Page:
Grand Chief Megaron has faced down politicians and multi-billion-dollar corporations, but the cold of a Toronto winter is quite another thing. Even within the confines of a modern downtown office complex, he rubs his hands and covers himself with a Woolrich blanket.
“Frio. Muito frio,” he begins telling his translator, Barbara Zimmerman, in Portuguese, the language many of his Kayapo people have mastered to make the concerns of their Amazon rainforest tribe known to the outside world. “We do not have cold like this where I am from.”
He is willing to take on this new climatic enemy for the greater cause ingrained in every Kayapo person from an early age, a cause he encourages First Nations in Canada to follow as well: “We must fight, always fight, to protect our forest, our animals, our culture.”
On Monday night, that fight will place him on a Toronto stage to raise money for the International Conservation Fund of Canada (ICFC), a group that has spent more than $1.6-million protecting Kayapo territory – a patch of rainforest covering twice the area of Nova Scotia – from loggers, miners, ranchers and dam builders. In all, the Kayapo reserve includes 9,000 people in 34 villages. Spread across 11-million hectares, it’s the largest tropical reserve in the world and much of the ICFC assistance focuses on monitoring the huge expanse looking for trespassers.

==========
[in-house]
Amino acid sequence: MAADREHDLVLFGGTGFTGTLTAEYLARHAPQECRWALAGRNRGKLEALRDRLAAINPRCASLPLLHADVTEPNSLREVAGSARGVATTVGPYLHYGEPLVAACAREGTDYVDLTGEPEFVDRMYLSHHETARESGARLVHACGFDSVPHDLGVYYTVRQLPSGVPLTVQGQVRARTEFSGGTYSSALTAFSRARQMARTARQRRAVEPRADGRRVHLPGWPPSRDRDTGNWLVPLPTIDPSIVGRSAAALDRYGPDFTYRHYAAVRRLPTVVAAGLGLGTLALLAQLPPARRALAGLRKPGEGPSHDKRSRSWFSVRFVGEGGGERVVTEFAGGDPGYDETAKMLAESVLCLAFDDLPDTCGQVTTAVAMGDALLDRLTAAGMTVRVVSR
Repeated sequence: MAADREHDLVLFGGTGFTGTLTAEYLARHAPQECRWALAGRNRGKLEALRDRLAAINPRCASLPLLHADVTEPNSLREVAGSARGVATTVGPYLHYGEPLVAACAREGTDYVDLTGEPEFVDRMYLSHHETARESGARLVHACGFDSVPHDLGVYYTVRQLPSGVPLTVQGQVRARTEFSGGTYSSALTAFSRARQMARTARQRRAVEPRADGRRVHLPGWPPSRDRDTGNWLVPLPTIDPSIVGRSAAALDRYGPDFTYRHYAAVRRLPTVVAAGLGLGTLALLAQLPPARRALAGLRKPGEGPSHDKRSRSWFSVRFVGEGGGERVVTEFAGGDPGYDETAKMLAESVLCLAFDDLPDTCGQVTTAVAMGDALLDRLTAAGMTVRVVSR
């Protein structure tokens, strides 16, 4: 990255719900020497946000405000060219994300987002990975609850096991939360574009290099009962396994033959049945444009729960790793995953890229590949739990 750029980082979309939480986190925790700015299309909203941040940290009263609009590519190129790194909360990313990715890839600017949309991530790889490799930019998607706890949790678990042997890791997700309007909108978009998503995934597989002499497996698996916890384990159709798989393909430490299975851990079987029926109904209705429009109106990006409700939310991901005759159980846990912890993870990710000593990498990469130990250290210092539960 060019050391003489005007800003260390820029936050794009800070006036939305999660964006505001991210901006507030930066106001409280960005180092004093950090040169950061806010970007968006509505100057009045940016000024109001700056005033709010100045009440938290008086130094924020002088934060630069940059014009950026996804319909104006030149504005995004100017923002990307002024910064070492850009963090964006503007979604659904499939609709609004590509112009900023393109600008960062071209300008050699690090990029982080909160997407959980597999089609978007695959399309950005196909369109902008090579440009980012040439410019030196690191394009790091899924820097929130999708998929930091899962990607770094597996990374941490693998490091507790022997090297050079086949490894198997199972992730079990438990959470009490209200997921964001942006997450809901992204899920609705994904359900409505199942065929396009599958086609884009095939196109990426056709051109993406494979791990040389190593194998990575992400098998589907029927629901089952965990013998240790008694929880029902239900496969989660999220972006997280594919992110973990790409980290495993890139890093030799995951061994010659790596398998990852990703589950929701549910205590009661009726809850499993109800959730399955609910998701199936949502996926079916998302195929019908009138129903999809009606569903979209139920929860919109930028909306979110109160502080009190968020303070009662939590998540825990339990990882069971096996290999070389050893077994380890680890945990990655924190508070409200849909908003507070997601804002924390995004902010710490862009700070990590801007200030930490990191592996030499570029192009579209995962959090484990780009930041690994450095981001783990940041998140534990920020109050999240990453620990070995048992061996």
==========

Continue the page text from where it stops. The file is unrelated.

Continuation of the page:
While Megaron and his people are considered world-wide indigenous role models for their successful defence of land and culture from modern encroachments, powerful new developments threaten to overturn life as they know it: a massive dam development on the Xingu River, the water body that forms the hub of their existence, and a proposal to overhaul sections of Brazil’s 25-year-old constitution that grant indigenous people exclusive possession of traditional territories and enshrine their right to pursue traditional ways of life.
“It’s a proposed constitutional amendment being pushed by big industry and big mining interests which, as in so many countries, control our government,” Megaron said, wearing red face paint and a borrowed Nautica jacket. “It’s really dangerous for us. These politicians weaken indigenous rights so they exploit resources on our land.”
Sixty years ago, around the time a four-year-old Megaron met his first Brazilian outsider, the warrior culture of the Kayapo fostered a single approach to foreign incursions. Tribal war parties would give ranchers and gold miners a stark ultimatum: Leave or die. “We fought people invading our land and we fought among one another,” said Megaron. “We were tough. We fought with violence.”
But by the late 1980s, the intruders took on a corporate form that proved too big for spears or arrows. They needed a united front. By working with NGOs and banding together with neighbouring indigenous groups, the Kayapo developed the political savvy to antagonize and embarrass politicians and multi-national corporations on a mass scale.
On two occasions last year, Kayapo leaders wearing headdresses and carrying spears stormed Congress in Brazil’s capital. Despite those protests, dam development and the proposed constitutional amendment continue unabated. Hence, this chilly globe-trotting.
“We have evolved from physical confrontation to trying to work with the government,” Megaron said. “But often the government is absent here. More and more we need outside help.”